You accidentally hit an opossum: now what?

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SPRINGFIELD, Mo. – Summer is near, and so are opossums– venturing into neighborhoods and into the path of motorists. Hitting wildlife can be traumatic, but should drivers take a risk by pulling over to check for young opossums?

“Always stop if there is any chance that animals are still alive. Your intervention could help ensure that they don’t suffer for hours or days in agony,” advised Danny Prater in a 2017 PETA opinion piece that has over 10,000 engagements on Twitter

The notion to pull over continues to spread across social media, with opossums gaining increased affection from the internet.

“They deserve respect from humans,” said Francis Skalicky, media specialist for the Missouri Department of Conservation (MDC). Skalicky believes opossums do not get the fascination they deserve, as they are the only marsupial in the United States, with unique abilities like immunity to snake venom. 

“They date back about 70 million years, well into the time of dinosaurs,” said Skalicky. “One opossum can consume about 5,000 ticks in a year.”

The Ozarks are seeing an opossum population boom this season, due to the marsupials making safe homes with easy access to food in cities. Another contributing factor is a dip in trapping opossums for their pelts, according to the MDC. As more of them settle into urban life, they put themselves at risk of being hit by motorists.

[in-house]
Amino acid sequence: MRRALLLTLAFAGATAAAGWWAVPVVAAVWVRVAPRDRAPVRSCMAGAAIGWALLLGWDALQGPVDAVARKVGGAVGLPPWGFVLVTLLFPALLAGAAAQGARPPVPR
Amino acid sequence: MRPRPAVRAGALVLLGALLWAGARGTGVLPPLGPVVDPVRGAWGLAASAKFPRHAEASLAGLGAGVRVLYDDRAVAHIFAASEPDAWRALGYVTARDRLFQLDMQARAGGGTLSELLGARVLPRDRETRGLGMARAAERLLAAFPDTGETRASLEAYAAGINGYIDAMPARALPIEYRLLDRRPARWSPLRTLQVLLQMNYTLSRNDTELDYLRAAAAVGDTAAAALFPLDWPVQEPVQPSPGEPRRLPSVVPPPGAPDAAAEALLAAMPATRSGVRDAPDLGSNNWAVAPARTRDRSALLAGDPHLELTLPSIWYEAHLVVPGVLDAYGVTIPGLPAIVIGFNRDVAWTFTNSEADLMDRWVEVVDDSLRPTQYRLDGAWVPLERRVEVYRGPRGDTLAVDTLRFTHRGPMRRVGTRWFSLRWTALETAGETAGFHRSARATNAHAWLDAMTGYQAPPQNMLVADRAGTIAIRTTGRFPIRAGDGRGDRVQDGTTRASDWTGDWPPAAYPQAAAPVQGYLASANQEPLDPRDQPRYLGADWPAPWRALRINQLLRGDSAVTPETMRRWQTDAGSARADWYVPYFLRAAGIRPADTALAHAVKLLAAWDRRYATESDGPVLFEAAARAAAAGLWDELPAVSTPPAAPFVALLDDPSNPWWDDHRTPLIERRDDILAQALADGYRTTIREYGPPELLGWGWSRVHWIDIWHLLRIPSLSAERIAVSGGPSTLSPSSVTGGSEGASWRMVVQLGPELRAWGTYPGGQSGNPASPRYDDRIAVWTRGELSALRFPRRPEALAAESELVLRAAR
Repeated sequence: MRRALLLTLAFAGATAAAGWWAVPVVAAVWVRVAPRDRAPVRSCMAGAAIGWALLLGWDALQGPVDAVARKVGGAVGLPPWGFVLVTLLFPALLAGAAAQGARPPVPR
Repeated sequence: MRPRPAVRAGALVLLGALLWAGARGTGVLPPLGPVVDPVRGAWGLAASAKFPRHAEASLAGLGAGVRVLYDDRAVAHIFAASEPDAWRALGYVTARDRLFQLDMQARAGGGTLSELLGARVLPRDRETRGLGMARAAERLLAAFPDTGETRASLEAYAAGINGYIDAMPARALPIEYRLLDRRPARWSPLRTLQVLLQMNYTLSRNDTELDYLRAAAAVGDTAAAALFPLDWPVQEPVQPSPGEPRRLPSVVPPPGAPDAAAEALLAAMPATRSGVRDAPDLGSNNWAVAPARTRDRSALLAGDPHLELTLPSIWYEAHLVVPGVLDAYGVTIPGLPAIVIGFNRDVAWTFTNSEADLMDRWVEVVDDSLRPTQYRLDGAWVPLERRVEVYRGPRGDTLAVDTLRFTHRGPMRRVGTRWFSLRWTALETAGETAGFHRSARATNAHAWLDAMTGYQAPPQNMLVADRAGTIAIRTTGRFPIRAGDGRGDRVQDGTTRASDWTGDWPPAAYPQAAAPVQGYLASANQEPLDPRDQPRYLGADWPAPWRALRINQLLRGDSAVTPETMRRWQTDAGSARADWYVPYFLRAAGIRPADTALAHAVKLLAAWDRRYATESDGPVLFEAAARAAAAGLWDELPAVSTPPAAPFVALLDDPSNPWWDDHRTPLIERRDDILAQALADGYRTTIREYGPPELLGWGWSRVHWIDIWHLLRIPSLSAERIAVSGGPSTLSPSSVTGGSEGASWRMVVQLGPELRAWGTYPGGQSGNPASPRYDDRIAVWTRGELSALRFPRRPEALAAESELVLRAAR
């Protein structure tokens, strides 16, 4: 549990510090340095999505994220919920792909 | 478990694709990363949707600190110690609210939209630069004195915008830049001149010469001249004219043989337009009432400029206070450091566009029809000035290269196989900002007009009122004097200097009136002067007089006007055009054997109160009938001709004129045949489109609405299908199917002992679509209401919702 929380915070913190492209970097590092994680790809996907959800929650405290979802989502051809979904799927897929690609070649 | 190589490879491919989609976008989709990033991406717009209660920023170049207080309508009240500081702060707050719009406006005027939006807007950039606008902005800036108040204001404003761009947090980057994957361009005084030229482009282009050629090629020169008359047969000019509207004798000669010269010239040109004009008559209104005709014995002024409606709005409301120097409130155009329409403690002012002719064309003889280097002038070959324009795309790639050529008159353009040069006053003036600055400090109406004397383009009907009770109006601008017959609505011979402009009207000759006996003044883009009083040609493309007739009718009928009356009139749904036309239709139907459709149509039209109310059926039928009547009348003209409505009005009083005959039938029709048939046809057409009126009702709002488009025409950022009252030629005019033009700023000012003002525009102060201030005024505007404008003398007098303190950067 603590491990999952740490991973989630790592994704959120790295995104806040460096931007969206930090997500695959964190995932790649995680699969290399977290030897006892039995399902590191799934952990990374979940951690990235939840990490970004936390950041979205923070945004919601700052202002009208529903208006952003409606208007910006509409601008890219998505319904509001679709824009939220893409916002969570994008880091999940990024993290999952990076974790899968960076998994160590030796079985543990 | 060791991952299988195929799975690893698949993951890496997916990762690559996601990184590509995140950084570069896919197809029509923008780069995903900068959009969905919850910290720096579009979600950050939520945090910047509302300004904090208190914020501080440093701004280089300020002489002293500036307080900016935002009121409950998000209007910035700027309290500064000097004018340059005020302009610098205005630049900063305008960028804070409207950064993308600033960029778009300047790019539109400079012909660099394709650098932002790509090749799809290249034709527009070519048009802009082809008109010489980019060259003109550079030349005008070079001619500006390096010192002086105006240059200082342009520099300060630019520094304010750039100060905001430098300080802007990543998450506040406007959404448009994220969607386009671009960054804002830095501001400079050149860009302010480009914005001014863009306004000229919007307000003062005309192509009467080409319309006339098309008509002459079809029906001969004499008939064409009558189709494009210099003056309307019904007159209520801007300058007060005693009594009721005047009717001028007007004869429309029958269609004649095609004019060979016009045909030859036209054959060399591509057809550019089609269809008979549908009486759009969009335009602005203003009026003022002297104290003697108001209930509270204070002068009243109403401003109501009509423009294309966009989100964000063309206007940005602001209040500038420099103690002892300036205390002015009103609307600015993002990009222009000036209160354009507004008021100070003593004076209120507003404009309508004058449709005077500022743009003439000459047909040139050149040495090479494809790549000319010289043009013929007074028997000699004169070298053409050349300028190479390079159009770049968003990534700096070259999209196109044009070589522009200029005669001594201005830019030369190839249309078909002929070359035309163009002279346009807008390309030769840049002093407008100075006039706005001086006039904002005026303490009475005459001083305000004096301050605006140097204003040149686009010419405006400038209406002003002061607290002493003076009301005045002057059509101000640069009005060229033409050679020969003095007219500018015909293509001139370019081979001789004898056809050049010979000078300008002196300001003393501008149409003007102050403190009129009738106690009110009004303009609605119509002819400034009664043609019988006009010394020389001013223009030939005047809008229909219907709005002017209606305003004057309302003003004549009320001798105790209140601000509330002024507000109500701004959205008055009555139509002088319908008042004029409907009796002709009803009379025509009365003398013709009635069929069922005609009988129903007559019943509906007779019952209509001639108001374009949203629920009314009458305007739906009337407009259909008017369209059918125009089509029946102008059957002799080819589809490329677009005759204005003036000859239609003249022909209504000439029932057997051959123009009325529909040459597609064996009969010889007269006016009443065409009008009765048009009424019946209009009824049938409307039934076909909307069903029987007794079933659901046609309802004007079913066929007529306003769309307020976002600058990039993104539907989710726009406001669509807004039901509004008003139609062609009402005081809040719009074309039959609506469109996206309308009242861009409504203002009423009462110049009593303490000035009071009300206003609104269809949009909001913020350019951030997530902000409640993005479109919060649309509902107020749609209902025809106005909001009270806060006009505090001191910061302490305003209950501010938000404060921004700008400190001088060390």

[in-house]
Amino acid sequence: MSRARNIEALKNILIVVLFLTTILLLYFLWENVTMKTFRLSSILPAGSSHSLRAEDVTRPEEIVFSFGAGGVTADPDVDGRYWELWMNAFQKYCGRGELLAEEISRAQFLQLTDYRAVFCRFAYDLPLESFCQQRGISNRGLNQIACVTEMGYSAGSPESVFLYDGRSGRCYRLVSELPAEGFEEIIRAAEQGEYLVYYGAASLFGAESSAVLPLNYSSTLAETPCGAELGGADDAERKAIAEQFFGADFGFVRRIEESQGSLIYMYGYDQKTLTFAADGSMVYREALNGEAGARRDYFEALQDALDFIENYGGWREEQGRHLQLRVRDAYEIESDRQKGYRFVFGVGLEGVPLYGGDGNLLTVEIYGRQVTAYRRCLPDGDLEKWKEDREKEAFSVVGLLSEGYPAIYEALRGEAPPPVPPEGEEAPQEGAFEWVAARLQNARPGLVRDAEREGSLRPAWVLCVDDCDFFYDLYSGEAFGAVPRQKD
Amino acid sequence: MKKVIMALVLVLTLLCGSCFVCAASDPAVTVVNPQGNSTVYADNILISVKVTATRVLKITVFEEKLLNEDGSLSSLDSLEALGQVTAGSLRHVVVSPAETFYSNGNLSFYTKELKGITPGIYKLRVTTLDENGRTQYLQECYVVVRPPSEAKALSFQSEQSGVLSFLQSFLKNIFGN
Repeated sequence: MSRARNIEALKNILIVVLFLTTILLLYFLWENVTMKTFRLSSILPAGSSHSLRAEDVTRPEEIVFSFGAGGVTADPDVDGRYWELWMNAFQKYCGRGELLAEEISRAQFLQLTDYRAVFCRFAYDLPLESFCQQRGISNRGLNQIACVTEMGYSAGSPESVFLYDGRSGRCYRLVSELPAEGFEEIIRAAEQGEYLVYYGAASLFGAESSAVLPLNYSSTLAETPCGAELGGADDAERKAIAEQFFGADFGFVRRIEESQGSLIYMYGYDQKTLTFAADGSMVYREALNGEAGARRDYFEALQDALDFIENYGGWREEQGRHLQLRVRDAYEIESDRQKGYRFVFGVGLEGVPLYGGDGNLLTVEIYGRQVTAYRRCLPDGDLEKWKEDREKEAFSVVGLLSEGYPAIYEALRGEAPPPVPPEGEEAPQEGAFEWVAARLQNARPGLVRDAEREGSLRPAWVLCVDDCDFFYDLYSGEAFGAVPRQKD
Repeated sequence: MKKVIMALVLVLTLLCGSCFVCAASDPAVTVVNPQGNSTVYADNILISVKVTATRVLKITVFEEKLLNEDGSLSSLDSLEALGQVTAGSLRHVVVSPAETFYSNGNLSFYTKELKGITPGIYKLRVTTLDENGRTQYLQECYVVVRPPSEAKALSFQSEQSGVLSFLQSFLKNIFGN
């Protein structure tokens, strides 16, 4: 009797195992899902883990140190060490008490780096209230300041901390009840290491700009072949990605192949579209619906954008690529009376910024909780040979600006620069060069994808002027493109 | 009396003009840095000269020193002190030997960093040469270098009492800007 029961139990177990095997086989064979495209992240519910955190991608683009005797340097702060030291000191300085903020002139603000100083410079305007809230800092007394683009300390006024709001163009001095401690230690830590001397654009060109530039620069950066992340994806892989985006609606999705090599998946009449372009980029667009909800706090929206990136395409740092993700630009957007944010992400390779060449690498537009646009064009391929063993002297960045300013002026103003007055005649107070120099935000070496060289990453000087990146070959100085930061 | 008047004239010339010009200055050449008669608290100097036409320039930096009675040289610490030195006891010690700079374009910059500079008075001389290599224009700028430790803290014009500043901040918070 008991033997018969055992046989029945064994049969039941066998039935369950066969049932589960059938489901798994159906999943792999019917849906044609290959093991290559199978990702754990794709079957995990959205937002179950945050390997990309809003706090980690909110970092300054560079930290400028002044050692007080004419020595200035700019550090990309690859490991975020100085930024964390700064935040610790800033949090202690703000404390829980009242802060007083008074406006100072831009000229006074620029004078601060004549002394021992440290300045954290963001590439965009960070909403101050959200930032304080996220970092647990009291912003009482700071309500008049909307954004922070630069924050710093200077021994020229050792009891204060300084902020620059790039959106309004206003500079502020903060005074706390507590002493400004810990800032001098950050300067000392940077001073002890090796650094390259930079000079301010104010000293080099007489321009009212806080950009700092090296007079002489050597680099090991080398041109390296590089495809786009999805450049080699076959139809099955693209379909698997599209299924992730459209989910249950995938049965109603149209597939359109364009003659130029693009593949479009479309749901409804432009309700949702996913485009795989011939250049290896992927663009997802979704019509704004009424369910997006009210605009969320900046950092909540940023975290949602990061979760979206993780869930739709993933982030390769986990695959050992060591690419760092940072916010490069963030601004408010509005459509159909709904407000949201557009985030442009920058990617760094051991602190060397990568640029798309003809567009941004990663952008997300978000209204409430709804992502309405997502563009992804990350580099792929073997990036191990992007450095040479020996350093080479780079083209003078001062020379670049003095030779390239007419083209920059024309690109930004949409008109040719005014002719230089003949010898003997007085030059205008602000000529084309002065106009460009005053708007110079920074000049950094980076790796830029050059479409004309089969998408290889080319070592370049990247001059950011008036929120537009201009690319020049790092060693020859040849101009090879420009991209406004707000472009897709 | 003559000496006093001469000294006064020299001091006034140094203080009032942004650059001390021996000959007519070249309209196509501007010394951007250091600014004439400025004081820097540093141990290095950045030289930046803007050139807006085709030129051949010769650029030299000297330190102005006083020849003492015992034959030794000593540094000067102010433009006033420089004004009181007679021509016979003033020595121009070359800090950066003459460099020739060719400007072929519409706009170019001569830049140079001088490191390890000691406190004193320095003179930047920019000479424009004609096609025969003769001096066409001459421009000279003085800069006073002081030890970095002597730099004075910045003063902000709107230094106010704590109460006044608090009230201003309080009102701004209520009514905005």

Opossums have a gestation period of about two weeks, then babies must remain in their mother’s pouch to consistently nurse for two months. 

“Once they get detached from their mother, they would need immediate care, they can’t be set aside and cared for later,” explained Skalicky. “[Attempting to remove them] wouldn’t work, and as a result, the best course of action is just to let them be and let nature take its course.” 

In addition to further stressing the joeys, pulling over on a busy road endangers drivers. If the animal is not dead, it could bite the human to protect its young. The MDC also adds that transporting and caring for wildlife without the proper training and permits is not appropriate. 

Skalicky says roadkill is a part of the circle of life, and serves as a food source for other animals such as coyotes and vultures. 

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